Kokoro is a fast paced action novel with characters who try to save two worlds while confronting their deepest secrets and their struggle to accept themselves. While the first book, Kojiki, felt disjointed at times, Kokoro gives us characters we root for in a plot that demands their inner demons.
Kokoro is the sequel to Kojiki (see my review of Kojiki), but it is not exactly necessary to read the first book. Granted there are characters which overlap and stay the same, but the main protagonists do not know the events of the first book either (save Keiko who was in the first). In the following review, I compare quite a bit to the first book, not in terms of plot, but in terms of things I liked and didn’t like which were improved upon in the second book.
Time has passed since Kojiki and the fight for Earth and the spirits won’t make the same mistakes as last time. Baiyren flees the planet Higo to avoid conflict and a power struggle and finds refuge on Earth. But his self-imposed exile comes at a cost, and the sentient suit he used to travel to Earth is needed by his homeland. The life he has so carefully constructed and enjoyed on Earth is coming to an end and those he love will be thrown into the crossfire whether or not he embraces his identity and the conflict on Higo.
My favorite part of this book were its characters. Last book I felt that there were too many characters that demanded attention. However, in Kokoro we revolve around a much smaller, more concentrated group of heroes: Regan (the chief commander of the Higo force), Baiyren (Prince of Higo), and Juno (Baiyren’s lover). While there are mentions of others and Keiko’s perspective, these three are the primary characters and this tight knit group of protagonists gave the novel more focus. We are able to experience their memories and see their own thoughts, therefore empathizing with them much more than I was able to with Kojiki.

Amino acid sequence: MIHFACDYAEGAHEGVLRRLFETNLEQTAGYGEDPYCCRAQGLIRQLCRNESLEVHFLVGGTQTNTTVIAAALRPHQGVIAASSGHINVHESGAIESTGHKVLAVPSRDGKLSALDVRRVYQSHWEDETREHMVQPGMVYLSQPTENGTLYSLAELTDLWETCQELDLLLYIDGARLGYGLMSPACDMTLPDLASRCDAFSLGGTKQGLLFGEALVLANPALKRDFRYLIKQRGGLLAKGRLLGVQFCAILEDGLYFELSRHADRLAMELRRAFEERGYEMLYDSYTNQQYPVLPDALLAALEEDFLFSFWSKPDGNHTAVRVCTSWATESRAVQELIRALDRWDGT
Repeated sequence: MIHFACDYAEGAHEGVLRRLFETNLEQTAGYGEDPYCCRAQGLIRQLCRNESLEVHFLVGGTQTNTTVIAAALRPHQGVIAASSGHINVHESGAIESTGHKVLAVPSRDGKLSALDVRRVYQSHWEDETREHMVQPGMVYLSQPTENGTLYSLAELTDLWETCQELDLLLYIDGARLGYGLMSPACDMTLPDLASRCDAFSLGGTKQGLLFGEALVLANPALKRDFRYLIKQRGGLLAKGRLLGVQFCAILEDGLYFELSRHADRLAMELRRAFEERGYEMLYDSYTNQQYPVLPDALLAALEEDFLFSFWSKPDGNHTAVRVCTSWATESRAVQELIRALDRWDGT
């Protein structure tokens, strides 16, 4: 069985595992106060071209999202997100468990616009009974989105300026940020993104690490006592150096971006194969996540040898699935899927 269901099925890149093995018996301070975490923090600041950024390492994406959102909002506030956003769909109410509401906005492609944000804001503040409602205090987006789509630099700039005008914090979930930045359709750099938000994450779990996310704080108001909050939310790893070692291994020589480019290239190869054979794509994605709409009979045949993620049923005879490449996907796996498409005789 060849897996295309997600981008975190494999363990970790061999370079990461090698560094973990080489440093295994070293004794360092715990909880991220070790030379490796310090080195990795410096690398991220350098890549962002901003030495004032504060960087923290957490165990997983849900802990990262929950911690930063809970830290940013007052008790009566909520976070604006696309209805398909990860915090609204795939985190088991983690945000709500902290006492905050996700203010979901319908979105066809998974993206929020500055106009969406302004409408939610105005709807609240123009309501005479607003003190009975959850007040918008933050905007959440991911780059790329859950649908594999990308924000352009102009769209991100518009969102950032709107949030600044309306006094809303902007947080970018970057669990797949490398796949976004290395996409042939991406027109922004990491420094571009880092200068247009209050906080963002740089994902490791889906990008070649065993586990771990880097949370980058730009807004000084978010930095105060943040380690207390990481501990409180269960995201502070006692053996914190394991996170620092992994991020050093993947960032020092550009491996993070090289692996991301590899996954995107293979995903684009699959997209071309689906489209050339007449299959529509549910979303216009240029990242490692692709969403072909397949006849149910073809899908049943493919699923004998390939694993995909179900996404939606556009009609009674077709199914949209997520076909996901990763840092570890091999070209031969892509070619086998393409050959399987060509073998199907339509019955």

Even though the synopsis only speaks about Baiyren, my favorite characters were the women of this book: Regan and Juno (especially Regan). Despite enjoying Juno more in the beginning, Regan’s character slowly evolved into a much deeper storyline. Speaking of which, the storyline was fantastic. Not only did it involve the larger arc of Baiyren and the conflicts on Higo, which spill over to Earth, but it devoted time to Baiyren’s emotional dilemma and Regan’s backstory. These aspects made the plot richer and combined with the added character relatability, won me over entirely. As a whole, the characters were multi-faceted this time around and the ‘villain’ was incredibly complex and interesting (as the ‘villain’ was last time around).
There were just a few things I wanted to mention which frustrated me. My pet peeve is a lack of detail about the world setting and I felt like the descriptions of Higo were lacking in this regard. However, this is, make no mistakes about it, an action story. It is chock full of battles, armored suits, and conflicts. The fantasy aspect in this sequel is less than before, not focusing on the gods, but more on the people (and by this I mean actual humans).
Ultimately, Kokoro delivers a fast-paced adventure, sweeping us off our feet and into the world of Higo. Delving into new worlds and characters, we see through their eyes and they make their way into our hearts astonishing us with their love, humbling us with their bravery, and making us weep with their pain. While on the surface we see a tale about heroism, action, and finding your calling, beneath we find a story of forgiveness, inner truth, and finding our family.
Disclaimer: I received this book in exchange for an honest review from Netgalley.
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If you liked this book, you might enjoy a different fantasy novel from China, Portal of A Thousand Worlds
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